Lack of funding stalls landfill expansion plan

Lou Leon Guerrero addressing the Guam Women's Chamber of Commerce.

Guam – Layon landfill is running out of space, hence the need for its immediate expansion. The Guam Solid Waste Authority (GSWA) projects both existing Cells 1 and 2 to reach maximum capacity by next summer.

During a tour of the Layon landfill with top government officials, GSWA receiver operations manager Chace Anderson stressed the need to begin the construction of a third cell as soon as possible.

So, what’s the hold up?

“Part of the issue that I know the contractors are waiting for is, what’s the source of funding?” Anderson said.

Gov. Lou Leon Guerrero said the administration is exploring several options before resorting to another bond borrowing.

The construction of Layon landfill in Malojloj was funded with some portions of proceeds from the more than $200-million twin bonds issued by the Camacho administration in 2009, after the federal court placed Guam’s solid waste system under federal receivership in 2008.

Addressing the current funding needs for the landfill expansion requires a review of current financing plans, which the governor said “do not necessarily” involve “just going out on the bond market or borrowing.”

Leon Guerrero said the government is likely explore federal grants from the U.S. Department of Agriculture

Having been the island’s lone designated garbage disposal facility since Sept. 1, 2011, the roughly 22-acre landfill with 2 cells are filling up fast,  with only 33 percent remaining as of Aug. 31, 2018.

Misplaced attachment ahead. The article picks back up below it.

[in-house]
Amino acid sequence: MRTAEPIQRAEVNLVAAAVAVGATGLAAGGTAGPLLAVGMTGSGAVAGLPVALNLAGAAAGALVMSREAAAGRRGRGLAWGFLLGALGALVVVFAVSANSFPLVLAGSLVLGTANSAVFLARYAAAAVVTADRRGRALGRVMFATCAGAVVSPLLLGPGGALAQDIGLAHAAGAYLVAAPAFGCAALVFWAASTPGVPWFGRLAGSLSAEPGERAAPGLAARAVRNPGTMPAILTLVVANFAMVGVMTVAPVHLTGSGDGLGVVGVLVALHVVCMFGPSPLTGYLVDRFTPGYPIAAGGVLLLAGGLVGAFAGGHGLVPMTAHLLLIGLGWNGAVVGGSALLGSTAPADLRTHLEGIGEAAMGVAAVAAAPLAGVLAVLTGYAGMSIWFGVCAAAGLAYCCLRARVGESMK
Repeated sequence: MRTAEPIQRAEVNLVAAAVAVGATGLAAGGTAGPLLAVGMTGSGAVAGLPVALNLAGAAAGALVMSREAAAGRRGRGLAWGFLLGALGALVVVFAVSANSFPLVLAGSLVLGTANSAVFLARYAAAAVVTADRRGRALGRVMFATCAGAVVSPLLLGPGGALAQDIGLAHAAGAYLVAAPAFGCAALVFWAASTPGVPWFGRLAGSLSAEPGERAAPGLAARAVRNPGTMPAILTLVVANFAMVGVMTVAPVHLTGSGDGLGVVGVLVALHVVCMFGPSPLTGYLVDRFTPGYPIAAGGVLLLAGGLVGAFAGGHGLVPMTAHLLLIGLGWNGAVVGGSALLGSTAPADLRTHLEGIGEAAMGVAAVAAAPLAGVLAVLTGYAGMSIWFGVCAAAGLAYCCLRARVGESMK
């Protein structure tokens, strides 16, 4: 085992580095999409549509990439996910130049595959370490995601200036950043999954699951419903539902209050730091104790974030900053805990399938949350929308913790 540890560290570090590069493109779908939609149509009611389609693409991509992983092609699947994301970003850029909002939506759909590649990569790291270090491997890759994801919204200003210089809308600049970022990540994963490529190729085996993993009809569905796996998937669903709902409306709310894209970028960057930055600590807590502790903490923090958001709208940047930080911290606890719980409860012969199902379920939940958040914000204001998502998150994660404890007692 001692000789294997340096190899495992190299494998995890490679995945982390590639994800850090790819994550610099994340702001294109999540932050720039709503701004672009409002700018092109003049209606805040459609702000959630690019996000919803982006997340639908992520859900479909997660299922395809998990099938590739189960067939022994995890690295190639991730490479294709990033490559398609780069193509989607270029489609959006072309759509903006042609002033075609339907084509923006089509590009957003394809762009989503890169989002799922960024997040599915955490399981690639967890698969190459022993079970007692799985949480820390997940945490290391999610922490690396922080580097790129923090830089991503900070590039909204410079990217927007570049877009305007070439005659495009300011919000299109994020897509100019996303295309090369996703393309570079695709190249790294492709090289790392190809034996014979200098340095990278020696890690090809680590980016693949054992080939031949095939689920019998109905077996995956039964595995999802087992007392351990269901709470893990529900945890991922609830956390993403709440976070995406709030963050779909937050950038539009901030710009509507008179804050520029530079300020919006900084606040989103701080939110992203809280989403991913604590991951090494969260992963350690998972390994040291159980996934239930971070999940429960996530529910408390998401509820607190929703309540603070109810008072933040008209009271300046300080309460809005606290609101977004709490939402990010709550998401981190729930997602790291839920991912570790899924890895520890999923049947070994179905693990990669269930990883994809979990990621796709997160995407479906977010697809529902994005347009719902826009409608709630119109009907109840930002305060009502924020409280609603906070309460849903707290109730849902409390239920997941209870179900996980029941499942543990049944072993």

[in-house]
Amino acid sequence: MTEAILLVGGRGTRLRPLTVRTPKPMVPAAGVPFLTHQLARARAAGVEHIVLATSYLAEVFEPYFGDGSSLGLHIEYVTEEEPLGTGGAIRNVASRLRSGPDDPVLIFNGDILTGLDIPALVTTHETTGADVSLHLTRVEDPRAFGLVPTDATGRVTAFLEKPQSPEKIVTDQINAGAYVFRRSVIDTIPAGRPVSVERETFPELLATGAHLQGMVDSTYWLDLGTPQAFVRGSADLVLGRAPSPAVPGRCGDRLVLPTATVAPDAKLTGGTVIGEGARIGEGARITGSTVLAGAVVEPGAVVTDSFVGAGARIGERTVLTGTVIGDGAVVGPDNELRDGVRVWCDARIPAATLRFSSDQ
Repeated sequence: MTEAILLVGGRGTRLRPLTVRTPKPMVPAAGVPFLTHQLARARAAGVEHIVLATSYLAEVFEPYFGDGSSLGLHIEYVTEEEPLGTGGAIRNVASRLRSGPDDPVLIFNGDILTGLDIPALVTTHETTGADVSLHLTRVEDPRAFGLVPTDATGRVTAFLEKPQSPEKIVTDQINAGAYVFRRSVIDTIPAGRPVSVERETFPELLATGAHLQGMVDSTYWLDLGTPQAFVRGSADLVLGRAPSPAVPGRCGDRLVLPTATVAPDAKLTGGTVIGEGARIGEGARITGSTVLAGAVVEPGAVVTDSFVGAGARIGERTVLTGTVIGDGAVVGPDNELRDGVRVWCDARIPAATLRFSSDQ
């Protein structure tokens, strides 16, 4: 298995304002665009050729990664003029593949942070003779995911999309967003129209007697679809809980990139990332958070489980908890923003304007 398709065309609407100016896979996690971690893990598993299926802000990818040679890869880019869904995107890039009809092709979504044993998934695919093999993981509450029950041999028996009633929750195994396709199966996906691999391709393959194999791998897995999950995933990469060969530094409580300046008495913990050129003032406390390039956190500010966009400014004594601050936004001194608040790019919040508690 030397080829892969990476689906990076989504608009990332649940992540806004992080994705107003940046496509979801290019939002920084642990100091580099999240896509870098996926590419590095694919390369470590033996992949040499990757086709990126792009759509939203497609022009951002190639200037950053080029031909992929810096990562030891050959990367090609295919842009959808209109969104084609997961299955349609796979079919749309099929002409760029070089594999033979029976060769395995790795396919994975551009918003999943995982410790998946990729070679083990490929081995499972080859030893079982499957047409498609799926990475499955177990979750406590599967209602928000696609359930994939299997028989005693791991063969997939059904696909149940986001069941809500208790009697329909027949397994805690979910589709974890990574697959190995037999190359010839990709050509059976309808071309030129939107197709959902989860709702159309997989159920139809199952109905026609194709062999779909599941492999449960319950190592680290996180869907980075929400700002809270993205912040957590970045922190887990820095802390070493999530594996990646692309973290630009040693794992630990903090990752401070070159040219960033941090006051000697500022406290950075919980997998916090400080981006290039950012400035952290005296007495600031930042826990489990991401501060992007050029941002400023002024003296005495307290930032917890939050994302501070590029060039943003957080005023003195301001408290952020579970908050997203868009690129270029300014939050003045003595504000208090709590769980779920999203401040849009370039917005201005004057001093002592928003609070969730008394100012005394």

The current total cost of the Layon landfil including infrastructure construction, maintenance, and equipment is well over $80 million.

However, the total cost of capital spending by the receiver as of Jan. 31 has racked upwards of $174 million, with about $76.4 million dedicated to the closure of Ordot Dump.

According to Anderson, the additional spending required for the completion of a third cell is attributable to infrastructure development, such as roads, drainage systems and power lines.

However, such amount accounts only for an initial development cost that would be used for future cells as well.


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Jolene Toves
Jolene joined the PNC team in 2017, as a producer, co-anchor and investigative reporter covering law enforcement, courts and crimes. Notable coverage includes the Ehlert case, the Mark Torre Jr. trial, the Allan Agababa trial, exclusive pieces on the Life of a Drug Dealer/Addict, and Life behind bars...the story of Honofre Chargualaf and Kevin Cruz. In 2019, she was promoted to Assistant News Director and Lead Anchor. From 2015 to 2017 she served as Public Relations and Promotions Manager, for the Hotel Nikko Guam handling local radio and advertorial promotions, as well as produced and directed tv commercials for the hotel. Prior to this she worked with KUAM for three years as a reporter and segment host. She began her journalism career in 2012, working with Glimpses of Guam contributing to the Guam Business Magazine, R&R magazine, MDM magazine and the Marianas Business Journal.